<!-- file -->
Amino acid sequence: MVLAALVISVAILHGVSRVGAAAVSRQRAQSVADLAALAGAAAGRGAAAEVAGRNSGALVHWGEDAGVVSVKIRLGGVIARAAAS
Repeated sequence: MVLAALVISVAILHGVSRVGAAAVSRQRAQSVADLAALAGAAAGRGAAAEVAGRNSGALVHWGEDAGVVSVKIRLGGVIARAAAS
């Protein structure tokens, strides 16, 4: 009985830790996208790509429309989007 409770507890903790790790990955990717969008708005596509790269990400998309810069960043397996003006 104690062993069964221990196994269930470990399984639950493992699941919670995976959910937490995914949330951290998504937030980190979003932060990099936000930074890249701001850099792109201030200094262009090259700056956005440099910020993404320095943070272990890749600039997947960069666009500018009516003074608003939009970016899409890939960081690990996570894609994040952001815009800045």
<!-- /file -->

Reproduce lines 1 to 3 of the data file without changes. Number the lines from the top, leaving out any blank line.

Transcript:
Amino acid sequence: MVLAALVISVAILHGVSRVGAAAVSRQRAQSVADLAALAGAAAGRGAAAEVAGRNSGALVHWGEDAGVVSVKIRLGGVIARAAAS
Repeated sequence: MVLAALVISVAILHGVSRVGAAAVSRQRAQSVADLAALAGAAAGRGAAAEVAGRNSGALVHWGEDAGVVSVKIRLGGVIARAAAS
């Protein structure tokens, strides 16, 4: 009985830790996208790509429309989007 409770507890903790790790990955990717969008708005596509790269990400998309810069960043397996003006 104690062993069964221990196994269930470990399984639950493992699941919670995976959910937490995914949330951290998504937030980190979003932060990099936000930074890249701001850099792109201030200094262009090259700056956005440099910020993404320095943070272990890749600039997947960069666009500018009516003074608003939009970016899409890939960081690990996570894609994040952001815009800045």